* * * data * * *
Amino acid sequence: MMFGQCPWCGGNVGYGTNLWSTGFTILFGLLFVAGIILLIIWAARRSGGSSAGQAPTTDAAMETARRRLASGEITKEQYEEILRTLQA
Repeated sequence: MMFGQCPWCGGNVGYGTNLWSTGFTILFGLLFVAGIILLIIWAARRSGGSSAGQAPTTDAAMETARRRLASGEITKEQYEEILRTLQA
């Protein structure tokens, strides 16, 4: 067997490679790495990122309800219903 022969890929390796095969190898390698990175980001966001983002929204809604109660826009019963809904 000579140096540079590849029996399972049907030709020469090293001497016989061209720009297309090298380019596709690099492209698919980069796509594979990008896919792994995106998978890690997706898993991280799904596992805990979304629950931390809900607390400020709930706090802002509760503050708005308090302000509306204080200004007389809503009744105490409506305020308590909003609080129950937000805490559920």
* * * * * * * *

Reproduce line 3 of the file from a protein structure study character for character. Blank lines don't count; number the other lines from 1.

């Protein structure tokens, strides 16, 4: 067997490679790495990122309800219903 022969890929390796095969190898390698990175980001966001983002929204809604109660826009019963809904 000579140096540079590849029996399972049907030709020469090293001497016989061209720009297309090298380019596709690099492209698919980069796509594979990008896919792994995106998978890690997706898993991280799904596992805990979304629950931390809900607390400020709930706090802002509760503050708005308090302000509306204080200004007389809503009744105490409506305020308590909003609080129950937000805490559920």